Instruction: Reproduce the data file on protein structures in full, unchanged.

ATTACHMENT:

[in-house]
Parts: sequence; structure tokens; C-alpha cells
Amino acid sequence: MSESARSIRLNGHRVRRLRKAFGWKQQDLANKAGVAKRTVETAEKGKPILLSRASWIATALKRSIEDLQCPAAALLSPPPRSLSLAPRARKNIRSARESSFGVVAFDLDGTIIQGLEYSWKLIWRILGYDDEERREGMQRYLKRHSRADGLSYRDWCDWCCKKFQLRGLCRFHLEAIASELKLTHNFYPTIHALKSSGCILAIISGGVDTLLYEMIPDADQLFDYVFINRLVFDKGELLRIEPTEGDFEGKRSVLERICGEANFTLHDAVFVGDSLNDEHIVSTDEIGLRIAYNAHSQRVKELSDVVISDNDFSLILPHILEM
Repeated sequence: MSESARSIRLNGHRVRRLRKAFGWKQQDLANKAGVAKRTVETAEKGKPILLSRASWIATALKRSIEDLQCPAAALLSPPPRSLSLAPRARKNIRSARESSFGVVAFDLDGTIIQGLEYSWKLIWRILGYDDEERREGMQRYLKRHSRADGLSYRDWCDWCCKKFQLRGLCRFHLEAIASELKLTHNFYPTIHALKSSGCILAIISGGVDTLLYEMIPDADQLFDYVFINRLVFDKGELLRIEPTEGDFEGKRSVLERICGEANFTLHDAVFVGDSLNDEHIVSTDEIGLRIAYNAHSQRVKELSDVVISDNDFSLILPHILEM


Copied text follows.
[in-house]
Parts: sequence; structure tokens; C-alpha cells
Amino acid sequence: MSESARSIRLNGHRVRRLRKAFGWKQQDLANKAGVAKRTVETAEKGKPILLSRASWIATALKRSIEDLQCPAAALLSPPPRSLSLAPRARKNIRSARESSFGVVAFDLDGTIIQGLEYSWKLIWRILGYDDEERREGMQRYLKRHSRADGLSYRDWCDWCCKKFQLRGLCRFHLEAIASELKLTHNFYPTIHALKSSGCILAIISGGVDTLLYEMIPDADQLFDYVFINRLVFDKGELLRIEPTEGDFEGKRSVLERICGEANFTLHDAVFVGDSLNDEHIVSTDEIGLRIAYNAHSQRVKELSDVVISDNDFSLILPHILEM
Repeated sequence: MSESARSIRLNGHRVRRLRKAFGWKQQDLANKAGVAKRTVETAEKGKPILLSRASWIATALKRSIEDLQCPAAALLSPPPRSLSLAPRARKNIRSARESSFGVVAFDLDGTIIQGLEYSWKLIWRILGYDDEERREGMQRYLKRHSRADGLSYRDWCDWCCKKFQLRGLCRFHLEAIASELKLTHNFYPTIHALKSSGCILAIISGGVDTLLYEMIPDADQLFDYVFINRLVFDKGELLRIEPTEGDFEGKRSVLERICGEANFTLHDAVFVGDSLNDEHIVSTDEIGLRIAYNAHSQRVKELSDVVISDNDFSLILPHILEM